New film explores effects of isolationBy Marinel R. Cruz
Philippine Daily Inquirer
Independent filmmaker Adolfo Alix Jr. says his new film, “Kalayaan,” offers viewers “a different perspective” on the ongoing disputed between the Philippines and China over the Scarborough (Panatag) Shoal.
“This movie is truthful to the sentiments of Filipinos, particularly the soldiers stationed, this time, on the disputed Spratly Islands,” Alix told the Philippine Daily Inquirer. “This will give people the chance to see what life is really like for Filipino soldiers caught between this dispute.”
Also known as the Kalayaan group of islands, the Spratlys— located off the southern coast of Palawan—is being claimed by China, Taiwan, Vietnam, Malaysia and the Philippines.
“Kalayaan” is Alix’s entry to the Directors’ Showcase category of the 2012 Cinemalaya Philippine Independent Film Festival in July. It stars Zanjoe Marudo, Luis Alandy, Rocky Salumbides, Angeli Bayani, Japanese actress Kiki Sugino and Thai superstar Ananda Everingham.
“This movie is very timely. In a way, it will try to discuss the political implications of the issue by telling the story of three soldiers guarding the islands and the psychological effect of isolation on them,” Alix said. “According to reports, soldiers deployed in Kalayaan receive ‘loneliness pay’ from the government.”
Alix said his film was already on its post-production stage. He added that it was supposed to be shot on two islands comprising the Spratlys, but he decided otherwise because of the security risk.
“The military installations we used for the film had to be built on Cowrie and Luli islands in Palawan province. Our art department spent a week there prior to the shoot for this purpose,” he explained. “This was shot in 15 days and filming had been smooth-sailing. We had all the actors locked in one place.”
Alix said he had been working on the project with Everingham for the last six years. The two met at a film festival in Bangkok where Alix’s first film, “Donsol,” was screened. “Ananda liked it and said he wanted to work with me on another film. He had a lot of input on this project. It took us a long time to finally make it because the actor also had other commitments.” Alix said it also took a while to get enough funding for his film.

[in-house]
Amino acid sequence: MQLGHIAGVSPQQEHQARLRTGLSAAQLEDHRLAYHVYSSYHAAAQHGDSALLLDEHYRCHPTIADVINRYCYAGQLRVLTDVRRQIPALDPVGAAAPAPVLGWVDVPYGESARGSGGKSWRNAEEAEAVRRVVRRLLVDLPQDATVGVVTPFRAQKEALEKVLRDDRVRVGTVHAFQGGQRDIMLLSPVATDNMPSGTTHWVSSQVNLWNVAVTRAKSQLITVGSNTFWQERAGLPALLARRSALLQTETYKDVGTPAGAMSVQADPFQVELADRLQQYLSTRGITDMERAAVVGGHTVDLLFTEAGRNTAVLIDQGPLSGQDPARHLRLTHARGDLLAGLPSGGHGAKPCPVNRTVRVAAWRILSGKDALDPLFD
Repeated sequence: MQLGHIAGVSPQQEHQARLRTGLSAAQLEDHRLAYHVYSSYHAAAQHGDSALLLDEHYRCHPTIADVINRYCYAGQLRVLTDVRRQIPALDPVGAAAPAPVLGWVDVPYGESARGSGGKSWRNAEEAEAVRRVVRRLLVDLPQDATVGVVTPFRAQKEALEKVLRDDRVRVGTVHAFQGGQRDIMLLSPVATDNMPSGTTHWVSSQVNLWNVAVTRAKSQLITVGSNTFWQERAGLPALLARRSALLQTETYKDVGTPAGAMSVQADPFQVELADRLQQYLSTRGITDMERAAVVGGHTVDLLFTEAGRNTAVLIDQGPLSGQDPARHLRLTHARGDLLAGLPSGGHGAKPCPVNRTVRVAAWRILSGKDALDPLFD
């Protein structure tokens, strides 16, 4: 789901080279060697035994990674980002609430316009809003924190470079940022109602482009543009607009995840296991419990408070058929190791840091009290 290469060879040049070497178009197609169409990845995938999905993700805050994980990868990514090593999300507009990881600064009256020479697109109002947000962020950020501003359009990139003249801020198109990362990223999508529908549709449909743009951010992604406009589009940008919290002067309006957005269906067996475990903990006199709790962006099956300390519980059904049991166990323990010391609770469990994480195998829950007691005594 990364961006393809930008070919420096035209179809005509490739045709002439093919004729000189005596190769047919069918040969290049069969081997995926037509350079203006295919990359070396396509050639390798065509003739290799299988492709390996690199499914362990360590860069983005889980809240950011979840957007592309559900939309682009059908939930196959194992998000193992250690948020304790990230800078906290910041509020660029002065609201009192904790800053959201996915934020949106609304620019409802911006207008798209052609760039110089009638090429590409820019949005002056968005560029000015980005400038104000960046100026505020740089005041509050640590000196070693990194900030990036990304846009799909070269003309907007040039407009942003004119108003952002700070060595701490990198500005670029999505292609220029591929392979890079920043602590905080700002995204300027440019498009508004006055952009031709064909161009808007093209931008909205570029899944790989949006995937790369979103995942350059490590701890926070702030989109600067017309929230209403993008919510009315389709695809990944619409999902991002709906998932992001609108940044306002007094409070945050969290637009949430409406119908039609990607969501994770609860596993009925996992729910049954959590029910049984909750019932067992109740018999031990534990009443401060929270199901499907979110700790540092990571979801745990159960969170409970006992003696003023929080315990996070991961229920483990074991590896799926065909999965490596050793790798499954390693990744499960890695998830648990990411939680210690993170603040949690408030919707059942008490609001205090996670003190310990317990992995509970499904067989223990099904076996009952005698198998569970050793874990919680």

“Working with the two foreign actors had been easy,” said Alix, adding that he spent time with them and the other cast members three days prior to shooting to discuss the material.
“Ananda also had a good relationship with the Filipino actors,” Alix recalled. “In between takes, he would share stories of his country and its culture, and the others would do the same. Sometimes, conversations were about TV work in the Philippines.”
Sugino, who plays one of the mermaids in the film, first met Alix at the 2010 Pusan International Film Festival in South Korea where Alix’s other film, “Chassis,” was shown. “She’s also a producer so she’s aware of our budget constraints. She spent her own money to fly to Palawan. She said she wanted to work on the material so much that she’d accept even a minor role.”
Alix said the mermaids’ costumes were designed by renowned young artist Leeroy New, who created outfits for American pop icon Lady Gaga in 2011. “The costumes were unconventional. The scenes with the mermaids were shot by the mangroves so the feel was also different. These characters provide the film an interesting twist,” Alix explained.
The director added: “Our Thai and Japanese guests enjoyed eating Filipino food. Ananda liked grilled fish and meat, while Kiki loved seafood and vegetable dishes.”
“Kalayaan,” and four other films competing under the Directors’ Showcase, as well as the 10 movies under the New Breed section, were formally launched in a media gathering recently at the Cultural Center of the Philippines in Pasay City.
The Cinemalaya festival will be held from July 20 to 29.
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